This is not the only problem. There is a more serious one: the coding interview only probes a very narrow set of skills. Being able to produce algorithms is not sufficient to become a successful developer. For example, a developer also has to read and interpret requirements, communicate within a team and with business people, have knowledge of technologies and best practices, perhaps also have an understanding of certain industries. In this light, being able to memorise textbook algorithms seems somewhat less relevant. After all, you can always look up a manual when in need of an optimised algorithm for a specific problem. This is probably what most developers would do in their day-to-day work.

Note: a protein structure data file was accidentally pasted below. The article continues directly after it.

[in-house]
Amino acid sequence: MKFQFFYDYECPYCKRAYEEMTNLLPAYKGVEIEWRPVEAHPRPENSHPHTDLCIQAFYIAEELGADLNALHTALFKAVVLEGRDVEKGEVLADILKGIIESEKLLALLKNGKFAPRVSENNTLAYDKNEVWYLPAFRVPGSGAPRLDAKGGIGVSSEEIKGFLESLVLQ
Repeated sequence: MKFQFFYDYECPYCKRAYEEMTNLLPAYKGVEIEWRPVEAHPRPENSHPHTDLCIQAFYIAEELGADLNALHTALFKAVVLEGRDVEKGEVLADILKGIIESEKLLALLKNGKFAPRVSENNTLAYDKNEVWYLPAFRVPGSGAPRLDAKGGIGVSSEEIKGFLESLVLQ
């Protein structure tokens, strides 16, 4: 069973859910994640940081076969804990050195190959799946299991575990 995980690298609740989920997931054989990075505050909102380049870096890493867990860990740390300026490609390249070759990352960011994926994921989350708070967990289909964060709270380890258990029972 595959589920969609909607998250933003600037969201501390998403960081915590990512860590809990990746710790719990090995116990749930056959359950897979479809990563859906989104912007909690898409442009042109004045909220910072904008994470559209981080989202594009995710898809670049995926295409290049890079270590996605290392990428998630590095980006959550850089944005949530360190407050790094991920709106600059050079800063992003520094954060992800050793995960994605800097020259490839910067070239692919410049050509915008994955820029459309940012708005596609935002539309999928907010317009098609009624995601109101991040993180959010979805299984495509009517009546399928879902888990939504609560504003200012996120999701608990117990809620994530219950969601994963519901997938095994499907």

I remember a peculiar coding interview that took place 10 years ago on the phone before shared online code editors became a thing. I was asked to spell out an algorithm that produces the series of prime numbers. “No problem,” I said, “just let me google the sieve of Eratosthenes.” “No no, let’s just improvise,” said the interviewer, “it doesn’t have to be perfect.” So I scribbled down some similar, yet doubtlessly inferior code that mimicked Eratosthenes’ idea and read it out loud (awkwardly) on the phone. Something I would never do in an actual work situation. Yet, I passed the interview and got the assignment.